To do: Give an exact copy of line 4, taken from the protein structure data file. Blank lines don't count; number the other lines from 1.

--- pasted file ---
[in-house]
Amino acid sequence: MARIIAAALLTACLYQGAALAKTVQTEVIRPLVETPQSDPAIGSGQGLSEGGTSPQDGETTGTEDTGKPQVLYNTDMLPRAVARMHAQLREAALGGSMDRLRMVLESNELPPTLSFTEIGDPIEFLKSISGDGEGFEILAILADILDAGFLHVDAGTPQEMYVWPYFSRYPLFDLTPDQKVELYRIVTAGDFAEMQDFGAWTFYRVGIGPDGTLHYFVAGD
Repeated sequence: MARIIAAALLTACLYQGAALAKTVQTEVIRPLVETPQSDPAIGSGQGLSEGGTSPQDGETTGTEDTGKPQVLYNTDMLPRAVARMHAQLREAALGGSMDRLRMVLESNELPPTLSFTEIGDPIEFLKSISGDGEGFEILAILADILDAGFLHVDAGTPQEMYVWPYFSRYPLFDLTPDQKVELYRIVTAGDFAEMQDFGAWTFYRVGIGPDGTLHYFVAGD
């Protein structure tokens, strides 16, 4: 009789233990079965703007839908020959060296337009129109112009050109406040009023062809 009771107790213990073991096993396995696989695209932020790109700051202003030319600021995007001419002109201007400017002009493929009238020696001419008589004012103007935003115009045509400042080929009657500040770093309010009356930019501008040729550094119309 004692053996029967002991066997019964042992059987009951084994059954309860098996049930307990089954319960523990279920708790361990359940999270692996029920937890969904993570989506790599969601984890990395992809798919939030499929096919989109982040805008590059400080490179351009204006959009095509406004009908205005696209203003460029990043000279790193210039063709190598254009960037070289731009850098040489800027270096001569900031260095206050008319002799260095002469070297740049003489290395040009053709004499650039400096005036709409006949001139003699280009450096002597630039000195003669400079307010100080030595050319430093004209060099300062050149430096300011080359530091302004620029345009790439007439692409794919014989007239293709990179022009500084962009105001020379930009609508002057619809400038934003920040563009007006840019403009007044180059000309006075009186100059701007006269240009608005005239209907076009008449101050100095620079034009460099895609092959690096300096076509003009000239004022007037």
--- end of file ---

């Protein structure tokens, strides 16, 4: 009789233990079965703007839908020959060296337009129109112009050109406040009023062809 009771107790213990073991096993396995696989695209932020790109700051202003030319600021995007001419002109201007400017002009493929009238020696001419008589004012103007935003115009045509400042080929009657500040770093309010009356930019501008040729550094119309 004692053996029967002991066997019964042992059987009951084994059954309860098996049930307990089954319960523990279920708790361990359940999270692996029920937890969904993570989506790599969601984890990395992809798919939030499929096919989109982040805008590059400080490179351009204006959009095509406004009908205005696209203003460029990043000279790193210039063709190598254009960037070289731009850098040489800027270096001569900031260095206050008319002799260095002469070297740049003489290395040009053709004499650039400096005036709409006949001139003699280009450096002597630039000195003669400079307010100080030595050319430093004209060099300062050149430096300011080359530091302004620029345009790439007439692409794919014989007239293709990179022009500084962009105001020379930009609508002057619809400038934003920040563009007006840019403009007044180059000309006075009186100059701007006269240009608005005239209907076009008449101050100095620079034009460099895609092959690096300096076509003009000239004022007037």